Georgia Bulletin

The Newspaper of the Catholic Archdiocese of Atlanta

Photo By Michael Alexander
Sister Susan Arcaro was born in Waterbury, Conn. She is a member of the Congregation of Our Lady of the Retreat in the Cenacle. Sister Arcaro has been serving Atlanta and its surrounding communities in various ministries such as RCIA, family life and retreats since 1992.


Vocation Of Sister Susan Arcaro A ‘Miracle Of Love’

By STEPHEN O'KANE, Staff Writer | Published September 1, 2011
It has been a unique faith journey for Sister Susan Arcaro, but one that she describes as a “miracle of love,” proving to her that God has been leading her all along the way.

This year Sister Susan celebrates 50 years of religious life, her first 15 years as a Felician Franciscan sister and the last 35 years as a Cenacle sister. She has been in Atlanta for nearly 20 years, serving as a spiritual director, retreat leader, teacher and parish mission leader, among many other roles.

Sister Susan’s story begins in Waterbury, Conn., where she was born to Jerome and Natalie Arcaro in 1943. Exposed to religious life in school at an early age, Sister Susan was first taught by the Daughters of the Holy Spirit and then by the Felician Franciscans.

“I was enamored by their life and thought they were so blessed,” said Sister Susan, adding that two elements of the Felician spirituality really stuck with her: the spirit of reparation and the love of the Eucharist.

Sister Susan’s mother, who passed away almost four years ago, used to remind Sister Susan that she answered a call to religious life at a very young age. Her mother would often tell her the story of when she came home from kindergarten one day and said, “Mom, you gave half of your heart to God and half to Dad, but I’m going to give my whole heart to God and be a nun.”

But it wasn’t until a few weeks after graduating from high school in the early 1960s that Sister Susan took the initiative and entered the novitiate of the Felician Franciscan sisters in Enfield, Conn.

After several years of formation, Sister Susan began to sense that God was calling her to a different community, but she wasn’t sure what to make of the new feeling. Her superior advised her to live her Felician life as best she could, and if God was truly calling her to another community, he would open that door when the time was right.

“It wasn’t long after I began the second year of formation in the community that I realized God was calling me elsewhere, but where I didn’t know,” she said. “It took me 15 years to discern God’s call. In the meantime, I lived my life fully in community and as an educator and musician.”

She began teaching elementary school children before earning a degree from Montessori International and teaching younger children, ages 2 to 6.

“I so enjoyed teaching these littlest among God’s people, and I admit, I still miss being with them, especially around the holidays,” she said.

As she neared her 15th year as a Felician, Sister Susan began to feel called toward a more contemplative life and again began to discern if she was being called to another community.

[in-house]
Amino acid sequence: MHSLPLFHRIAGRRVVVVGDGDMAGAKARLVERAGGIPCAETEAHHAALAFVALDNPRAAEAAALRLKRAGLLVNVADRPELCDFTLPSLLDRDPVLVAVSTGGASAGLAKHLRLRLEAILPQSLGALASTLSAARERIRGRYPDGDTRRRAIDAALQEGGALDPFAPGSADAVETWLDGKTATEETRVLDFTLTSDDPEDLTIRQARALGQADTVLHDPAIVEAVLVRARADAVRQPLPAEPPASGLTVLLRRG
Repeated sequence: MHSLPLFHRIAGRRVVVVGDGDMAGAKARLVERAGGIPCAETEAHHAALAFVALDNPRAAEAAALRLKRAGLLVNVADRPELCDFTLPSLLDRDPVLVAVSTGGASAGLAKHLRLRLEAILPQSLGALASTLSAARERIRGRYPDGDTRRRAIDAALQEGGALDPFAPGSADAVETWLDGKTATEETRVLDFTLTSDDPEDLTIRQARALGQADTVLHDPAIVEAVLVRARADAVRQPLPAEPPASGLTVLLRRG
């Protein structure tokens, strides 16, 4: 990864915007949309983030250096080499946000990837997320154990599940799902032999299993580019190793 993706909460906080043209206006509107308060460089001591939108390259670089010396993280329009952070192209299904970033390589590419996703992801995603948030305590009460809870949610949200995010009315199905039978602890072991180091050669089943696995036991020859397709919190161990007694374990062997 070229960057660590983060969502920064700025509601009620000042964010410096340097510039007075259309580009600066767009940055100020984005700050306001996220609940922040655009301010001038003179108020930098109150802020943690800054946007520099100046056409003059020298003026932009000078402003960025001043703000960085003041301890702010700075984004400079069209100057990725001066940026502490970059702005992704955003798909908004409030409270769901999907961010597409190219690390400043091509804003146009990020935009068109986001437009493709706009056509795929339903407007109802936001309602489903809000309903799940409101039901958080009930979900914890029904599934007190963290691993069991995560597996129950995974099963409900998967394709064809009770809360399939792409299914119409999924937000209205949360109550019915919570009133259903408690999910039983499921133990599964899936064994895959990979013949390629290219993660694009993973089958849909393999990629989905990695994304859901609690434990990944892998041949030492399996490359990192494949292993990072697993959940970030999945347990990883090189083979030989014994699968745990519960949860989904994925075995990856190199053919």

“There was restlessness in my heart that I couldn’t really understand,” Sister Susan recalled. “But I came to discern that it was a call for me to live a deeper contemplative life in the midst of ministry.”

But even though she eventually left to join the Cenacle sisters, she still holds a special place in her heart for the Felician Franciscans.

“I love Franciscan spirituality,” she said. “It is still part of me, and I think it enriches my own Cenacle spirituality.”

In 1978, Sister Susan took her final vows with the Cenacle sisters and in a way returned to the congregation that taught her as a young girl in Connecticut. While her Felician vows “transferred” to the new congregation, she still had to learn Cenacle spirituality and then slowly became involved with their ministry, which focuses on spiritual direction, retreats and adult faith formation.

Sister Susan quickly learned that her experience as a teacher with the Felician sisters would be a great asset in her newfound ministries with the Cenacles. She explained the Cenacle spirituality as based on three main tenets: community, prayer and ministry.

“Our ministry feeds our prayer, and our prayer feeds our ministry,” she said.

Sister Susan, who holds a bachelor’s degree in education and a master’s degree in spirituality and spiritual direction, came to Atlanta with another Cenacle sister in 1992 in hopes of spreading their ministry in the archdiocese. And over the last nearly 20 years, Sister Susan, who now lives in community with Cenacle Sister Barbara Young, has become an integral part of the lives of many Catholics and parishes in North Georgia.

While most active at Prince of Peace Church in Flowery Branch, which hosted a Mass to celebrate her anniversary, Sister Susan also leads retreats at Ignatius House Jesuit Retreat Center in Atlanta and has provided spiritual direction and led parish missions in Georgia from Jasper to Savannah and many places in between.

She was also instrumental in forming a two-year program with Spring Hill College Atlanta that focuses on training people interested in becoming spiritual directors.

It has been a unique faith journey for the ever-smiling nun, who feels genuinely appreciative of the opportunities she has been given to serve God and his church.

“I just love what I do. I am so grateful for my religious vocation,” Sister Susan said. “God called me through the Felicians to the Cenacle sisters. I was happy as a Felician but happy to the fullest as a Cenacle.”

“I have been a Cenacle sister for 35 years, nearly 20 of them right here in Georgia,” she said. “My life is Cenacle and the Cenacle is my life. I am not 5 years old anymore, but I still continue to desire ‘to give my whole heart to God.’ I work on it day after day.”